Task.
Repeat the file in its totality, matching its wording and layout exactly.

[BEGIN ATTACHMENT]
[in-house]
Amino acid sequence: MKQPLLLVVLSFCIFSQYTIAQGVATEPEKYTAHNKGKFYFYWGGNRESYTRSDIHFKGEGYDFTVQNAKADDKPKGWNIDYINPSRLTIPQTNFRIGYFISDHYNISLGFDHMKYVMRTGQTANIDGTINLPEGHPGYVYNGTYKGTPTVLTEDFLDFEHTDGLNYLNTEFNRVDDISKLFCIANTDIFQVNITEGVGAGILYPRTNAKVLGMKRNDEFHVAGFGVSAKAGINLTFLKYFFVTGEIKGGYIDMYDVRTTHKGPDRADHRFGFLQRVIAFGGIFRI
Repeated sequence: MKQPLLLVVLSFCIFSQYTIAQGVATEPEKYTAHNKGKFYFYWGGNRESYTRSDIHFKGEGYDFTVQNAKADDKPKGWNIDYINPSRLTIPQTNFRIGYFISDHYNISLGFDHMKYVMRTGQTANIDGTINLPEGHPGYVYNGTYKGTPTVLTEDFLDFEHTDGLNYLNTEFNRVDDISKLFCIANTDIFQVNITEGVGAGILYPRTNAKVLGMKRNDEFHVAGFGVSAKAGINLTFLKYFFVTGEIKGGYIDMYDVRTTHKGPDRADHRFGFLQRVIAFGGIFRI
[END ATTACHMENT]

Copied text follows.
[in-house]
Amino acid sequence: MKQPLLLVVLSFCIFSQYTIAQGVATEPEKYTAHNKGKFYFYWGGNRESYTRSDIHFKGEGYDFTVQNAKADDKPKGWNIDYINPSRLTIPQTNFRIGYFISDHYNISLGFDHMKYVMRTGQTANIDGTINLPEGHPGYVYNGTYKGTPTVLTEDFLDFEHTDGLNYLNTEFNRVDDISKLFCIANTDIFQVNITEGVGAGILYPRTNAKVLGMKRNDEFHVAGFGVSAKAGINLTFLKYFFVTGEIKGGYIDMYDVRTTHKGPDRADHRFGFLQRVIAFGGIFRI
Repeated sequence: MKQPLLLVVLSFCIFSQYTIAQGVATEPEKYTAHNKGKFYFYWGGNRESYTRSDIHFKGEGYDFTVQNAKADDKPKGWNIDYINPSRLTIPQTNFRIGYFISDHYNISLGFDHMKYVMRTGQTANIDGTINLPEGHPGYVYNGTYKGTPTVLTEDFLDFEHTDGLNYLNTEFNRVDDISKLFCIANTDIFQVNITEGVGAGILYPRTNAKVLGMKRNDEFHVAGFGVSAKAGINLTFLKYFFVTGEIKGGYIDMYDVRTTHKGPDRADHRFGFLQRVIAFGGIFRI